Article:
2008 Esri International User Conference Keynote Speaker
Renowned Botanist Peter H. Raven Offers Plan for the Planet
"Habitat destruction is the major force driving biological extinction. It is estimated that two acres of tropical forest are lost every second. The loss of Brazilian forest will reduce the richest of all habitats on earth as this century ticks along," warned Peter H. Raven, Ph.D., in his keynote address at the 2008 Esri International User Conference in San Diego, California. He spoke of the value GIS brings to understanding our world and offered a to-do list for conference attendees to engage in sustainable practices.
Raven is a world-renowned botanist who taught for a decade at Stanford University. Then, in 1971, he joined the Missouri Botanical Garden (MBG), where he is the president. MBG is the oldest botanical garden in the United States and will celebrate its 150th anniversary in 2009.
Addressing the gathering of approximately 14,000 GIS professionals, Raven said, "We will determine what the world will be like in the future whether we take direct action or not. Biodiversity gives form and meaning to us because our existence depends on the living world. Our species has developed in direct relationship to our ability to be able to use the plants and animals in which we have come into contact. Obviously, we could use many more types of plants if we knew what they were and understood how they might help us to extend productive agriculture in the world."
GIS brings great value to the mission of understanding biodiversity and raising awareness that leads to action. It has been an important technology at MBG. During the past 10 years, staff members have been using GIS provided by Esri to help them keep track of the individual organisms in the collections. In recent years, the role of GIS has grown. MBG now has an analysis unit and GIS lab wherein scientists create predictive models for regional and global analysis. They also explore further ways of applying GIS to improve conservation, research, and education projects.
MBG's Herbarium, a collection of preserved plant specimens, contains some of the most magnificent botanical specimen records in the world among a total of six million specimens. These botanical records contain documentation collected over the centuries. With the advent of GPS devices, specimen data now gathered includes latitude and longitude points along with other digitized data. The staff has worked long hours in georeferencing nearly two million of these specimens to map their locations. GIS is used to process data that addresses issues of plant diversity all over the earth. It is used for projects in Africa, Madagascar, China, Central America, and South America. The GIS lab staff has also built an ArcIMS software-powered Web site at www.tropicos.org that allows users to dynamically map specimen collections in the organization's database.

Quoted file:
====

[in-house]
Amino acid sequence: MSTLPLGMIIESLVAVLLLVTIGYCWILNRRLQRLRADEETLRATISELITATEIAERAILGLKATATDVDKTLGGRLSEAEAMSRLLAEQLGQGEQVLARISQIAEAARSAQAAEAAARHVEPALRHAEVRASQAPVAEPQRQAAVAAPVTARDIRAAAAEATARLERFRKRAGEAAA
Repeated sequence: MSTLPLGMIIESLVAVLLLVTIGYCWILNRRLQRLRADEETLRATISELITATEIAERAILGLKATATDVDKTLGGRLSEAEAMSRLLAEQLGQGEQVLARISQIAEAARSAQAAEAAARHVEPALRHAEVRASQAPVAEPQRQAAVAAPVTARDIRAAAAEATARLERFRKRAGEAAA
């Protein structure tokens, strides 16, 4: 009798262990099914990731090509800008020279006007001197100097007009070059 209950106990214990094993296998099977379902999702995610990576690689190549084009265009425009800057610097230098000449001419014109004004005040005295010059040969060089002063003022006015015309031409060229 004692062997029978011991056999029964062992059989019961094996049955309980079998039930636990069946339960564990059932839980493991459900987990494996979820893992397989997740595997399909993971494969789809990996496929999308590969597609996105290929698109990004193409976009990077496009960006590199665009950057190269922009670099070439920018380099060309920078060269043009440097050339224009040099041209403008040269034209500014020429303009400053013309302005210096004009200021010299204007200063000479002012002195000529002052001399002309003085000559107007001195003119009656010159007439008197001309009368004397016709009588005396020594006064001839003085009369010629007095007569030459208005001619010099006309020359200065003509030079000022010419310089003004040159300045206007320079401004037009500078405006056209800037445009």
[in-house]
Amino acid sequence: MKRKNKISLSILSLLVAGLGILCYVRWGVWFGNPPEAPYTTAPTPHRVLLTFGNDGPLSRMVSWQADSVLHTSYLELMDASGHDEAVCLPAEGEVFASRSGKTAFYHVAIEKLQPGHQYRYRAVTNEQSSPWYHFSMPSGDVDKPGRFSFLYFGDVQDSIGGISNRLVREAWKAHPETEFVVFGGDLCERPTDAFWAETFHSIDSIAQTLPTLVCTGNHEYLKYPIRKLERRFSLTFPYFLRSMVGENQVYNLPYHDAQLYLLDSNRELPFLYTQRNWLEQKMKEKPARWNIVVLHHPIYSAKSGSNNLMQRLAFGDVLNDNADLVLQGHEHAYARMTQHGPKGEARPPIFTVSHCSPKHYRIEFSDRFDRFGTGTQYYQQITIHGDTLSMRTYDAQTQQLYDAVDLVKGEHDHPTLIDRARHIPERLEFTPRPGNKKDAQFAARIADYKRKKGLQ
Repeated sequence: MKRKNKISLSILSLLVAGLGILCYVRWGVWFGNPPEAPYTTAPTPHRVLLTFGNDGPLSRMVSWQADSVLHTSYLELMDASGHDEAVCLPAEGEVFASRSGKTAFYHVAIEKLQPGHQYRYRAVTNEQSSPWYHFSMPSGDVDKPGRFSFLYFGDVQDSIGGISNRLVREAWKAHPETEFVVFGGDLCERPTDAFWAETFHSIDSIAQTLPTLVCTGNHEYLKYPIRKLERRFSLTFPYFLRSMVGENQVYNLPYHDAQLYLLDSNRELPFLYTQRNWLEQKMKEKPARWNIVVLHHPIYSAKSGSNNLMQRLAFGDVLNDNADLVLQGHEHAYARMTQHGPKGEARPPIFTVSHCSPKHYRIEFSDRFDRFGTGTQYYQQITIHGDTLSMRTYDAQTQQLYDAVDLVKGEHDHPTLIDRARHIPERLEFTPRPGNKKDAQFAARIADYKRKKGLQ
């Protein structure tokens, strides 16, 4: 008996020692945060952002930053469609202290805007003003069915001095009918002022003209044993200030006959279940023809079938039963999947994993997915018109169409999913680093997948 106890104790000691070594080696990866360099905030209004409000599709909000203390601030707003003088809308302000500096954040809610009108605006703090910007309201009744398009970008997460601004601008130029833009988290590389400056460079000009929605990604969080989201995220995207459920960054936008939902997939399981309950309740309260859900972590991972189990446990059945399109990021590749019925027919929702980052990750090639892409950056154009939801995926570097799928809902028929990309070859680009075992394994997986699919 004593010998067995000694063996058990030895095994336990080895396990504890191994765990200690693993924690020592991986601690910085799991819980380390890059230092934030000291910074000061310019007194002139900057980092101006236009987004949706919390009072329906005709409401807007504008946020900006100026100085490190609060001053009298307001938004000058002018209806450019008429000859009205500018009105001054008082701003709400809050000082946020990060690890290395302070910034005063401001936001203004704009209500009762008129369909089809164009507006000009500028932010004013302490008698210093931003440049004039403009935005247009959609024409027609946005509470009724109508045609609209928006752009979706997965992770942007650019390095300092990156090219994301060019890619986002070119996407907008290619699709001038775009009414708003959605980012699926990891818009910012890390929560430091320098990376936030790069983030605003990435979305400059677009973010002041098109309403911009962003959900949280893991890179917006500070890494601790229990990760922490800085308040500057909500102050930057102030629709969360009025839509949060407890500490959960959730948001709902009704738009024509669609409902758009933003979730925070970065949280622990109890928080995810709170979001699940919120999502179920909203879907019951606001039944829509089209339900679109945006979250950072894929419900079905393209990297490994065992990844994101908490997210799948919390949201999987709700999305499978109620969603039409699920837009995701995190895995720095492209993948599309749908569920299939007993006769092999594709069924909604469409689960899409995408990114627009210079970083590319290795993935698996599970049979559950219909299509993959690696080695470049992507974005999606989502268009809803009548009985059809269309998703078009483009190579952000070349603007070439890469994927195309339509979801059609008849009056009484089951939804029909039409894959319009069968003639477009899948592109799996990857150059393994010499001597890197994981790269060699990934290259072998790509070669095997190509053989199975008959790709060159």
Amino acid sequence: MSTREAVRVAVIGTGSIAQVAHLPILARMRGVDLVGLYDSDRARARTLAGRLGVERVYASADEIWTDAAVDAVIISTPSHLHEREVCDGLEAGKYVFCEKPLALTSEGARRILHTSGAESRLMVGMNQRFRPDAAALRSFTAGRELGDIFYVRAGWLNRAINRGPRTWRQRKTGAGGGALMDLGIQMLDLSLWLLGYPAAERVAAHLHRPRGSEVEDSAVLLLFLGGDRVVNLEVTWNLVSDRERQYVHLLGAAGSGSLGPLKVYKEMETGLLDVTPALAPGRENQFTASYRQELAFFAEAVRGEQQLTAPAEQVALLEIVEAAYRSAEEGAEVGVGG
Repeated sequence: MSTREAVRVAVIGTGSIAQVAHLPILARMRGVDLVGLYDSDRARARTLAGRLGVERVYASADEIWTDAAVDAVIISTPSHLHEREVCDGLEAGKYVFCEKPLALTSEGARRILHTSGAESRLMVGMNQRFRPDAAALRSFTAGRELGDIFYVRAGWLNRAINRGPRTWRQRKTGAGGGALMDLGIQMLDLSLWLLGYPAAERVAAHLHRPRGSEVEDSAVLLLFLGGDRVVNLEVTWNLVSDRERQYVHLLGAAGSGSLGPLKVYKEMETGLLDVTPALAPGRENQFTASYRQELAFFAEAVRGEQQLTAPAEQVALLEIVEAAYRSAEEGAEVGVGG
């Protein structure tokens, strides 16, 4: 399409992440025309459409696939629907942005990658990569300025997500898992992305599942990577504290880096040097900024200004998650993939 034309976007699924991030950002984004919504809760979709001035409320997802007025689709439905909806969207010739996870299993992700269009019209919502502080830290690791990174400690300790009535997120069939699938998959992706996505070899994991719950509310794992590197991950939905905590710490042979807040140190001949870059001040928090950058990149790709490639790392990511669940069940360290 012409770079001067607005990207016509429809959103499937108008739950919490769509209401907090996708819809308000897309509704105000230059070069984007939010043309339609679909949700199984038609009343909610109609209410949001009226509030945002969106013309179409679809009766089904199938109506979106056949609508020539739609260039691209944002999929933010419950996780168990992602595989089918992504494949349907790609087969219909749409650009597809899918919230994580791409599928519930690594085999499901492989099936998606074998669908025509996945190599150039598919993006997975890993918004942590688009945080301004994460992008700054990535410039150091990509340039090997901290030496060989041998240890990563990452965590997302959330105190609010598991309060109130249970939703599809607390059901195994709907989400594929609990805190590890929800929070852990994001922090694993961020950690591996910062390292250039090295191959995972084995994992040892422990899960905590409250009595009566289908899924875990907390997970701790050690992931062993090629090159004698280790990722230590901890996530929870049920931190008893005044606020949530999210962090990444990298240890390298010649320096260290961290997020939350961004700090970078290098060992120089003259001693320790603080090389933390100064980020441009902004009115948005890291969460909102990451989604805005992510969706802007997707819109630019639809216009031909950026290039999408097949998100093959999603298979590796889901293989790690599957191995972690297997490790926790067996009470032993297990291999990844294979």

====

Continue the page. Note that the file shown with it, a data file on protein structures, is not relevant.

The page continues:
In an informative demonstration that targeted areas of South America, MBG research scientist Trisha Consiglio, Ph.D., joined Raven to explain her methodology for determining the most important factors for species distribution. She demonstrated how she is using GIS modeling to predict how species are thriving in areas where little is known.
A grid density map based on known data showed relationships between a given species richness and a region's environmental factors. Consiglio described a predictive model based on regression analysis for coefficients that fit various environmental variables to reveal what is missing from the known data. The variables in the demonstration were potential evapotranspiration, topographic complexity, and precipitation, which are important for determining species distribution. By correlating these factors, scientists at the Missouri Botanical Garden were able to create a map that filled in predictive species richness in the study region of Central and South America where little floristic information exists.
Climate change is also an important factor, because it affects the distribution of current suitable habitats of plant and animal species. This in turn affects species migration to these habitats. Scientists at MBG are using species distribution modeling to predict the future suitable habitats for various plant species based on climate change scenarios.
"In the future, climate change will affect the patterns of diversity we see today," noted Consiglio. "Using GIS tools to predict these changes may give us a better understanding of how that change will happen. In order to protect what we have, we need to know where it is."
"This is a huge advantage in studying tropical forest information," concluded Raven. "GIS makes it possible to overlay information such as soil type, habitat, species, and other factors. People are beginning to work out how soil types interplay with elevation and rainfall. We suddenly find our knowledge of biodiversity growing at an alarming speed. In research, we use GIS to put together what is an incredibly limited amount of selected information into meaningful patterns whereby we can find the correlations. We cannot only know what we know. We must rediscover what we've already learned, and find out what we don't know."
A Plan of Action to Save a Planet
Seeking active participation, Raven challenged GIS professionals by suggesting they put into practice seven resolutions:
Learn more about the Missouri Botanical Garden Library at www.mobot.org/mobot/molib.